As Deadline Looms, No Candidates Have Filed for Executive Race
Anne Arundel County Council is set to appoint the next executive on Feb. 21.
As of Wednesday, there have been no applications submitted for the open Anne Arundel County Executive position, and the deadline for application is Friday. But a handful of local politicians have their eyes on the seat.
The county council is set to select a successor for former county executive John R. Leopold later this month. Leopold resigned on Feb. 1, shortly after he was found guilty of two counts of misconduct in office. Since then, Leopold's Chief Administrative Officer John Hammond has been serving as executive.
Leopold's term was set to expire in 2014. The person appointed by the council later this month would only serve out the remainder of Leopold’s term, and an election in 2014 would choose the next executive.
Candidates must be 25 years old, have been a registered Republican for at least a year, and reside in the county for at least four years, according to the county’s charter.
Former first lady of Maryland Kendel Ehrlich, whose husband Bob Ehrlich Jr. was governor from 2003-2007, has said she is interested in the position and has no intention of running in the 2014 race, according to The Baltimore Sun.
Both Council Chairman Jerry Walker (R-7th District) and Councilman John Grasso (R-2nd District) have also expressed interest in being the next executive, but neither have formally tossed their names into the mix.
However, a section of the county's charter may prohibit council members from vying for the seat. Section 202(b) of the charter reads as follows:
“Other Offices. No person shall qualify or serve as a member of the County Council while holding any other office, position, or employment for compensation or profit of or under the County government, or any State or Federal government office, except for service with a reserve component of the United States Armed Forces. After qualifying as such, no member of the County Council, notwithstanding the fact that he may thereafter resign, shall during the whole period of time for which he was elected be eligible for appointment to any County office, position or employment carrying compensation.”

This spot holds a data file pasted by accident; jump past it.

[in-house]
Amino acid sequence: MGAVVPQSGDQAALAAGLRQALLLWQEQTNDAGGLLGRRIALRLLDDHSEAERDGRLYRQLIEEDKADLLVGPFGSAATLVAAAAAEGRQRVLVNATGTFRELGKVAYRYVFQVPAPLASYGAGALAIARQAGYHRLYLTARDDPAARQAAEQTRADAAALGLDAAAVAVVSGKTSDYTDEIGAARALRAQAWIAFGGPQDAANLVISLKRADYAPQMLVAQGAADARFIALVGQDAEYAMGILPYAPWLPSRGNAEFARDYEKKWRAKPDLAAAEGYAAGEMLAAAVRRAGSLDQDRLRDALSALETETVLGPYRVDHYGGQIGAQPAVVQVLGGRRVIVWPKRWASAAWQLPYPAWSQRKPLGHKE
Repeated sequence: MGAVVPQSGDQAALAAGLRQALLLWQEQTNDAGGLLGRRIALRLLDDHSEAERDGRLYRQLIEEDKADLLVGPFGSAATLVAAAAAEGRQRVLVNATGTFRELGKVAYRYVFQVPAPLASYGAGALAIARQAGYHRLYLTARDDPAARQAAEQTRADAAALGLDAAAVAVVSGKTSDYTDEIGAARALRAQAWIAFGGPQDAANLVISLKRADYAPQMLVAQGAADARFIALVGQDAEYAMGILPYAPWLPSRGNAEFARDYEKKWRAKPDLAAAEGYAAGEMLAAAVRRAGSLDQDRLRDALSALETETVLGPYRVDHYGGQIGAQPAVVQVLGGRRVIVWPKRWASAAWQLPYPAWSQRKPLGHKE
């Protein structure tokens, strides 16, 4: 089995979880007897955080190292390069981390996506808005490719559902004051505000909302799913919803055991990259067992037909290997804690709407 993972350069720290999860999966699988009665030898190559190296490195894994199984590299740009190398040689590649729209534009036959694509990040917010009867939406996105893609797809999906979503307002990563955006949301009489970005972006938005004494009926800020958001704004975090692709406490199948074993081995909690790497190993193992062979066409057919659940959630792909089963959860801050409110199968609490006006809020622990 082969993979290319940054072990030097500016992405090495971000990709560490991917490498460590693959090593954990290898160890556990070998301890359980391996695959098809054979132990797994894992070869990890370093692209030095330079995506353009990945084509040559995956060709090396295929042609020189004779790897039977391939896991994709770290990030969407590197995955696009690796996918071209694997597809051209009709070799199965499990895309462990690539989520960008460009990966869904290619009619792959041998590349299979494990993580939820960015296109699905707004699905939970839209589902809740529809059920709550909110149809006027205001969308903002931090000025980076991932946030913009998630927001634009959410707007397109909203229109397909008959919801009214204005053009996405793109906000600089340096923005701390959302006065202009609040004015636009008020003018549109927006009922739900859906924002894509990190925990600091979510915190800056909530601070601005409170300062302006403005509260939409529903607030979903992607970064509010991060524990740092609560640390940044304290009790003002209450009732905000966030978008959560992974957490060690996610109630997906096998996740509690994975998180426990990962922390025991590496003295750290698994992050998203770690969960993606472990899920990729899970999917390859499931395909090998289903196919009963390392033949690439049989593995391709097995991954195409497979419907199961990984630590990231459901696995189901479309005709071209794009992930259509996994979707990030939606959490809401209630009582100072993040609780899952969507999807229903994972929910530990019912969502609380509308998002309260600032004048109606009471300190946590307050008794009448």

That language could mean that a council member cannot hold two positions in county government while being compensated. Council members are paid $36,001 for serving in their roles. However, the wording may also only apply to appointments, and not apply to elected positions.
That’s how Walker said he understood 202(b), but he was waiting for the opinion of County Attorney Jonathan Hodgson. Patch has reached out to Hodgson for comment, but as of Wednesday he has not returned phone calls.
“I don’t see that the language applies here," Walker said. "There’s certainly nothing that says a council member can’t run for executive."
Grasso said the language had him reconsidering where he stood on the matter, but he may still apply before the Friday deadline.
Each prospective candidate is required to fill out a financial disclosure statement, and a lengthy questionnaire, both of which are available on the county government’s website. The 29-question survey gives candidates an opportunity to explain why they should serve in the position, and also covers some of the many nuances involved in governing a county.
The West County Republican Club is hosting a meeting to discuss the process of appointing a new county executive on Thursday at 6 p.m. at the West County Library in Odenton. Senator Ed Reilly is set to moderate. The council will meet to interview candidates and vote on a resolution appointing a new executive at 7 p.m. Feb. 21.
Glen Burnie Patch Editor Brian Hooks contributed to this article.